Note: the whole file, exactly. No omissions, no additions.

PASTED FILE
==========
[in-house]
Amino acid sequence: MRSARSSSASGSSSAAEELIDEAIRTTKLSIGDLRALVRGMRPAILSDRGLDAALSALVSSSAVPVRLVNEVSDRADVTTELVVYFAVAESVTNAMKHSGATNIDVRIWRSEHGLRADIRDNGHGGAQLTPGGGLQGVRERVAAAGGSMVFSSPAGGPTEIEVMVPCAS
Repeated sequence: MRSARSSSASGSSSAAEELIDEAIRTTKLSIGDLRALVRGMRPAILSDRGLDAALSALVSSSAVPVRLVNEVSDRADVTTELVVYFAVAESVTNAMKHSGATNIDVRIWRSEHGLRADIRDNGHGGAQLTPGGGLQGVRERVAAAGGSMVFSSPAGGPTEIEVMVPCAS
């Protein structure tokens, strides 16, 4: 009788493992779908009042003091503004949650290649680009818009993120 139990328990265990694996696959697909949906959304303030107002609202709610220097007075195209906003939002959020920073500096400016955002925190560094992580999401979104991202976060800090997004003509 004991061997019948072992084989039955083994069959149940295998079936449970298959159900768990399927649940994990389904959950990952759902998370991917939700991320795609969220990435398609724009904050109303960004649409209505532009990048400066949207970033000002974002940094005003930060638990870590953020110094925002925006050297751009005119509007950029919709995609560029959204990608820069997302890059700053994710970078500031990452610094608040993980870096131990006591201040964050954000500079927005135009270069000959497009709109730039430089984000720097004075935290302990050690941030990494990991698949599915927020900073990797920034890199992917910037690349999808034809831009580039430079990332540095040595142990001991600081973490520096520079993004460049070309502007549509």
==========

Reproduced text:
[in-house]
Amino acid sequence: MRSARSSSASGSSSAAEELIDEAIRTTKLSIGDLRALVRGMRPAILSDRGLDAALSALVSSSAVPVRLVNEVSDRADVTTELVVYFAVAESVTNAMKHSGATNIDVRIWRSEHGLRADIRDNGHGGAQLTPGGGLQGVRERVAAAGGSMVFSSPAGGPTEIEVMVPCAS
Repeated sequence: MRSARSSSASGSSSAAEELIDEAIRTTKLSIGDLRALVRGMRPAILSDRGLDAALSALVSSSAVPVRLVNEVSDRADVTTELVVYFAVAESVTNAMKHSGATNIDVRIWRSEHGLRADIRDNGHGGAQLTPGGGLQGVRERVAAAGGSMVFSSPAGGPTEIEVMVPCAS
């Protein structure tokens, strides 16, 4: 009788493992779908009042003091503004949650290649680009818009993120 139990328990265990694996696959697909949906959304303030107002609202709610220097007075195209906003939002959020920073500096400016955002925190560094992580999401979104991202976060800090997004003509 004991061997019948072992084989039955083994069959149940295998079936449970298959159900768990399927649940994990389904959950990952759902998370991917939700991320795609969220990435398609724009904050109303960004649409209505532009990048400066949207970033000002974002940094005003930060638990870590953020110094925002925006050297751009005119509007950029919709995609560029959204990608820069997302890059700053994710970078500031990452610094608040993980870096131990006591201040964050954000500079927005135009270069000959497009709109730039430089984000720097004075935290302990050690941030990494990991698949599915927020900073990797920034890199992917910037690349999808034809831009580039430079990332540095040595142990001991600081973490520096520079993004460049070309502007549509």